Henschel Hs 117 'Schmetterling'

The Henschel Hs 117 'Schmetterling' (Butterfly) was a ground-to-air guided missile that almost entered service in the last days of the Third Reich.

Henschel first suggested building a ground-to-air missile in 1941, with the designation Hs 297. At first the RLM (German Air Ministry) wasn't interested in the design, but in 1943, after it became clear that the war was going against Germany, Henschel were ordered to produce the missile as a matter of urgency, with the new designation of Hs 117.

The Hs 117 was an odd looking piece of equipment. It had an asymmetrical nose, which had a pointed cone on the right and a propeller on the left, used to power a small generator. Two booster rockets were carried for take-off, mounted above and below the fuselage. A third rocket was built into the missile. The swept back wings were more conventional, and somewhat resemble those of more recent cruise missiles. The rocket was steered using solenoid-controlled Wagner bars on the trailing edge of the wings and the tail plane.

Launch power was provided by two Schmidding 109-553 solid fuel rockets, each of which provided 3,850lb of thrust for four seconds, bring the rocket up to 680mph. The internal rocket was normally a BMW 109-558, which used R-Stoff (which self ignited) as its main fuel and SV-Stoff to oxidize the R-Stoff. It was also possible to use the Walter 109-729 rocket, which used low-octane petrol (Br-Stoff), SV-Stoff and an alcohol igniter.

The missile was controlled using the Kehl/ Strassburg system, which had the code name 'Tarsival' and the designation FuG203/230. This used four radio frequencies, two for the vertical controls and two for the horizontal. The whole system was joystick controlled. A fifth frequency was used to detonate the warhead.

The Hs 117 was not a precision instrument. It was not expected to score direct hits on enemy aircraft, and instead relied on blast to damage or destroy its targets. It was launched from a modified anti-aircraft gun mount, which was aimed in the general direction of the target. Once the missile was in the air a flair (by day) or light (by night) would be ignited in the tail, to allow the controller to follow its path. The controller would use a normal optical telescope to follow the rocket, and use the joystick to bring it into the middle of a group of enemy aircraft, where it would be detonated. Some work was done on a radar based control system, which used two cathode ray tubes - one for the target and one for the missile. The controller used the joystick to keep the dots together.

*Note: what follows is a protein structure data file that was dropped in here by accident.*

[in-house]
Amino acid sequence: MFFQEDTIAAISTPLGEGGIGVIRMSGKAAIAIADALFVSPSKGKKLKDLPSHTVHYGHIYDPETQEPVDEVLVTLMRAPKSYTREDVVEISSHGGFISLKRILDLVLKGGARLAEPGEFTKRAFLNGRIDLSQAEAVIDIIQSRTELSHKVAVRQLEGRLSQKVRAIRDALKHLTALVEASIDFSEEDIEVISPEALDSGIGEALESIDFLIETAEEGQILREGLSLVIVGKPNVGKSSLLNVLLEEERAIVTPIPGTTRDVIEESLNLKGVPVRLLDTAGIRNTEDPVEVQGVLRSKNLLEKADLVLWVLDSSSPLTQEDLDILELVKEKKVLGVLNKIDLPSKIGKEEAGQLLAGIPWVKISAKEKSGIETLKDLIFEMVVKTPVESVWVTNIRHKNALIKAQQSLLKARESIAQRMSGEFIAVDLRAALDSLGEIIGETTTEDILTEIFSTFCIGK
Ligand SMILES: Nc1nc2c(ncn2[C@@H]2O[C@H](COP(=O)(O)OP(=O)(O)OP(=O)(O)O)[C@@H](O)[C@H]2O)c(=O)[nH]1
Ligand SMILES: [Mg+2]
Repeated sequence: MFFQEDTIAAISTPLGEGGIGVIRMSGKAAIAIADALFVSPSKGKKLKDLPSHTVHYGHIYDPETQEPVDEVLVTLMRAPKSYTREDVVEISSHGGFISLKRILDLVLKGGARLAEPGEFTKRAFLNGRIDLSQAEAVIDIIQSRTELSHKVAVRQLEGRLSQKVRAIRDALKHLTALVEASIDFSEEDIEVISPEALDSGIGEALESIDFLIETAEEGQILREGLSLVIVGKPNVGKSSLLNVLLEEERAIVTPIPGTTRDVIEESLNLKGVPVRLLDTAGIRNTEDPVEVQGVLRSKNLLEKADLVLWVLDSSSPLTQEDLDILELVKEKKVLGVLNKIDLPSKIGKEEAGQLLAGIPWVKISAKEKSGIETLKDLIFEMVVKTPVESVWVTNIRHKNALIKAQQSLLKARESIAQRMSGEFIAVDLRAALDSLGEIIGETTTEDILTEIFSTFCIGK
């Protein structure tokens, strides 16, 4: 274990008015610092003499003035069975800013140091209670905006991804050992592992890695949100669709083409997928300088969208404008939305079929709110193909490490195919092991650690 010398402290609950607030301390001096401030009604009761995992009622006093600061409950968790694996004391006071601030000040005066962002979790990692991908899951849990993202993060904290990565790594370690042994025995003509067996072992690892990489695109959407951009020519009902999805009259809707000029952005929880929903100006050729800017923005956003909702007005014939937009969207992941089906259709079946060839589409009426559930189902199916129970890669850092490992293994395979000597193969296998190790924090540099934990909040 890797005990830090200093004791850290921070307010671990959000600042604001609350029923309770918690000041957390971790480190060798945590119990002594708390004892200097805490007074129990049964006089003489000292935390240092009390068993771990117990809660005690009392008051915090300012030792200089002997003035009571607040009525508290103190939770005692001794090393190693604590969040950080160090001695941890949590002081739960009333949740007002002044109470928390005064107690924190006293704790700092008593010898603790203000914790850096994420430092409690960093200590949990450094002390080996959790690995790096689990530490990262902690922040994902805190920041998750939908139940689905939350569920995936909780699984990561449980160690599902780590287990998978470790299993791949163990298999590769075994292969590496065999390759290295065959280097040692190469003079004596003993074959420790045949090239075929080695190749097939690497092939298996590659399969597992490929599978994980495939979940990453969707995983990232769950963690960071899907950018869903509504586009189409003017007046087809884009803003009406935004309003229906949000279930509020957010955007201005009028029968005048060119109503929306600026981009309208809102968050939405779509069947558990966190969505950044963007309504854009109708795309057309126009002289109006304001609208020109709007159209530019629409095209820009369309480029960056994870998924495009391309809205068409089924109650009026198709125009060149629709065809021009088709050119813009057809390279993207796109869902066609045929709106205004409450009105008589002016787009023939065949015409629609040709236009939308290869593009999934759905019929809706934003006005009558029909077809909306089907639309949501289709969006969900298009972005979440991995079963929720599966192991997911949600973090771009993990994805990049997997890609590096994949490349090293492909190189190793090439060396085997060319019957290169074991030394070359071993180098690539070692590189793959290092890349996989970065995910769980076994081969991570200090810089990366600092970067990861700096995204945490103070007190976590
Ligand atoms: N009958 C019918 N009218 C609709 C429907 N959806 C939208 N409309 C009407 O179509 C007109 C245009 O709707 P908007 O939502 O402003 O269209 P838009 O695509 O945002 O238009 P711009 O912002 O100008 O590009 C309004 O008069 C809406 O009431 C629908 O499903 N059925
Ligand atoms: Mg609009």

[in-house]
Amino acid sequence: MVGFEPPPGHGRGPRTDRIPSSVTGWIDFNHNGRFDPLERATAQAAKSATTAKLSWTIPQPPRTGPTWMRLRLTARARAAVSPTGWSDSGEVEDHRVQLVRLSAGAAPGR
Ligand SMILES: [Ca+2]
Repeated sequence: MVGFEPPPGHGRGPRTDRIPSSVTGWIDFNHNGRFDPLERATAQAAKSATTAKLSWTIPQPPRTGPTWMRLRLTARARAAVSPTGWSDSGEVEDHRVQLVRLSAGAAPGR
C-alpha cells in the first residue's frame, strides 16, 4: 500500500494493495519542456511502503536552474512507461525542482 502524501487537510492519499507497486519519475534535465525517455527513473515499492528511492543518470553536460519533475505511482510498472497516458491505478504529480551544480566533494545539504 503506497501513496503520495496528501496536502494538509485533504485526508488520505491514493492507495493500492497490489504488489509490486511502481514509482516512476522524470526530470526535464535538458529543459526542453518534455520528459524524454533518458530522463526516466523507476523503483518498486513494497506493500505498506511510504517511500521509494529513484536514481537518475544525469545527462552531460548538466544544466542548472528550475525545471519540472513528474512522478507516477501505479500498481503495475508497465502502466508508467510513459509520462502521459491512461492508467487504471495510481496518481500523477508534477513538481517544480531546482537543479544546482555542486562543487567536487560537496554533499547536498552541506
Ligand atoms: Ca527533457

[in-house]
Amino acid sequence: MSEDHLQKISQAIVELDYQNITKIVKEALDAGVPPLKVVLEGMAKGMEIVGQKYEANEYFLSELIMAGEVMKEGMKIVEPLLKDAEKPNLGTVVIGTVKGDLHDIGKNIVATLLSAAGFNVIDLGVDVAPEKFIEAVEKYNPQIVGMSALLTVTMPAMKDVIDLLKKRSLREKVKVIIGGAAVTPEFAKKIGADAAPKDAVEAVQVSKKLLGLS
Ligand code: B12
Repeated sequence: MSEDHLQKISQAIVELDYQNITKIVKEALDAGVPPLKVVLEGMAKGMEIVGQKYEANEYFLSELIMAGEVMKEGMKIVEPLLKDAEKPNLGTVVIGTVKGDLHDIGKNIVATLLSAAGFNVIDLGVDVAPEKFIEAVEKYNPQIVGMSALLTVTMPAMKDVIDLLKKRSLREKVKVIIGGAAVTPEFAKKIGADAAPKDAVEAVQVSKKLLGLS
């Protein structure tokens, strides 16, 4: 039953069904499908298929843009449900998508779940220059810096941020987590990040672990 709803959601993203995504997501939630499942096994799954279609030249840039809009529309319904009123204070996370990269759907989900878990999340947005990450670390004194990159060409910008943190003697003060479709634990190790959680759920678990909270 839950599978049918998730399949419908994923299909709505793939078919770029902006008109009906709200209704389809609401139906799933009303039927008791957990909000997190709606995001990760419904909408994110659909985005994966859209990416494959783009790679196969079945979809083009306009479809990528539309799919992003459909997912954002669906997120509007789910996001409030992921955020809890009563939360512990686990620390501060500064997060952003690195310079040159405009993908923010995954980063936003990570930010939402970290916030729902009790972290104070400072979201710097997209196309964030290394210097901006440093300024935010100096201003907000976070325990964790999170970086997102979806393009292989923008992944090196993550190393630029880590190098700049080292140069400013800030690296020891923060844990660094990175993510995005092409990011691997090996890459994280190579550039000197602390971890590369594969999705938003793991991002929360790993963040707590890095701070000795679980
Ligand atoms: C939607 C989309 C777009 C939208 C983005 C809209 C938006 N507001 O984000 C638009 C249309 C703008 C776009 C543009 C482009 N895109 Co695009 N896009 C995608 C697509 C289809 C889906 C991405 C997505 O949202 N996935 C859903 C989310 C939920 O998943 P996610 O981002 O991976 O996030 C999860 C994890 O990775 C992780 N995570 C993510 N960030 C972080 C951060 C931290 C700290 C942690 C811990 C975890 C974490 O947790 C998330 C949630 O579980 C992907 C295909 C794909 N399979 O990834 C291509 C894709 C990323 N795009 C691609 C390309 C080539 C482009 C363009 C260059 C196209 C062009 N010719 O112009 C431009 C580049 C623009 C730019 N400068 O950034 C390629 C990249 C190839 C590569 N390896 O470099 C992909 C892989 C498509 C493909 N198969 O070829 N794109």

The first test launch of the Hs 117 was made in May 1944, and by September twenty two launches had been made, including some with the Hs 117H (see below). The missile could reach 36,000ft, and had a range of up to ten miles. In December the Hs 117 was ordered into production, but the first deliveries were not expected until March 1945, and full production was not expected until November. It was hoped that the first operational unit would enter service in March, but the war ended before the Hs 117 began operations.

The Hs 117H was an air-to-air missile based on the standard Schmetterling. It didn't need the external booster rockets, and carried a larger 220lb warhead. The guidance system was the same as for the ground-launched version, although the controller would be in a nearby parent aircraft. The Hs 117H could be launched from a range of up to 6.2 miles, and could reach targets 16,500ft above the parent aircraft. Work on the Hs 117H continued into 1945, and the project was one of few to survive a savage cut in January 1945, but it was never used operationally.

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How to cite this article: Rickard, J (9 December 2009), Henschel Hs 117 'Schmetterling', http://www.historyofwar.org/articles/weapons_henschel_hs_117.html

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